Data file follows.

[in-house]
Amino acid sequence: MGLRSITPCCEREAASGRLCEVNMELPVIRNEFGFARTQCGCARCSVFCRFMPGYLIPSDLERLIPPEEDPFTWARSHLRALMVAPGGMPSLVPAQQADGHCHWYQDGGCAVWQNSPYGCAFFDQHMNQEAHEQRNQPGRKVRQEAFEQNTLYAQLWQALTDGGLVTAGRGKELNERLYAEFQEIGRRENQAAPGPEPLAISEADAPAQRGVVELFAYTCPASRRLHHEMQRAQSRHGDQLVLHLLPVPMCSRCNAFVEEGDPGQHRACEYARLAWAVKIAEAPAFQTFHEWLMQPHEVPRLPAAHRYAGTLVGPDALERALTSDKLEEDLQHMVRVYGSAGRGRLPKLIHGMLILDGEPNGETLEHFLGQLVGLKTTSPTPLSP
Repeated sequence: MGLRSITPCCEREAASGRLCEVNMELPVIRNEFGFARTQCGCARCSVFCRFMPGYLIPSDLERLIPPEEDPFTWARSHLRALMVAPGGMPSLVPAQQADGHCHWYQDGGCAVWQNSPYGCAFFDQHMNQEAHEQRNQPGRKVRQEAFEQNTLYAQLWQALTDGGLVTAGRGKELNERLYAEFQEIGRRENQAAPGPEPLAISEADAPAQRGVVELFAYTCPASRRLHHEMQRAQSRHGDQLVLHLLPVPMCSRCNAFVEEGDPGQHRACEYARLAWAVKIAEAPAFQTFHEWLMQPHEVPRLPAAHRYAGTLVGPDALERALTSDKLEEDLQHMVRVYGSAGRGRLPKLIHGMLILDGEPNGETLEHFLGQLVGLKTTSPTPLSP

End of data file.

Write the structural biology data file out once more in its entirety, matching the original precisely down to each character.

[in-house]
Amino acid sequence: MGLRSITPCCEREAASGRLCEVNMELPVIRNEFGFARTQCGCARCSVFCRFMPGYLIPSDLERLIPPEEDPFTWARSHLRALMVAPGGMPSLVPAQQADGHCHWYQDGGCAVWQNSPYGCAFFDQHMNQEAHEQRNQPGRKVRQEAFEQNTLYAQLWQALTDGGLVTAGRGKELNERLYAEFQEIGRRENQAAPGPEPLAISEADAPAQRGVVELFAYTCPASRRLHHEMQRAQSRHGDQLVLHLLPVPMCSRCNAFVEEGDPGQHRACEYARLAWAVKIAEAPAFQTFHEWLMQPHEVPRLPAAHRYAGTLVGPDALERALTSDKLEEDLQHMVRVYGSAGRGRLPKLIHGMLILDGEPNGETLEHFLGQLVGLKTTSPTPLSP
Repeated sequence: MGLRSITPCCEREAASGRLCEVNMELPVIRNEFGFARTQCGCARCSVFCRFMPGYLIPSDLERLIPPEEDPFTWARSHLRALMVAPGGMPSLVPAQQADGHCHWYQDGGCAVWQNSPYGCAFFDQHMNQEAHEQRNQPGRKVRQEAFEQNTLYAQLWQALTDGGLVTAGRGKELNERLYAEFQEIGRRENQAAPGPEPLAISEADAPAQRGVVELFAYTCPASRRLHHEMQRAQSRHGDQLVLHLLPVPMCSRCNAFVEEGDPGQHRACEYARLAWAVKIAEAPAFQTFHEWLMQPHEVPRLPAAHRYAGTLVGPDALERALTSDKLEEDLQHMVRVYGSAGRGRLPKLIHGMLILDGEPNGETLEHFLGQLVGLKTTSPTPLSP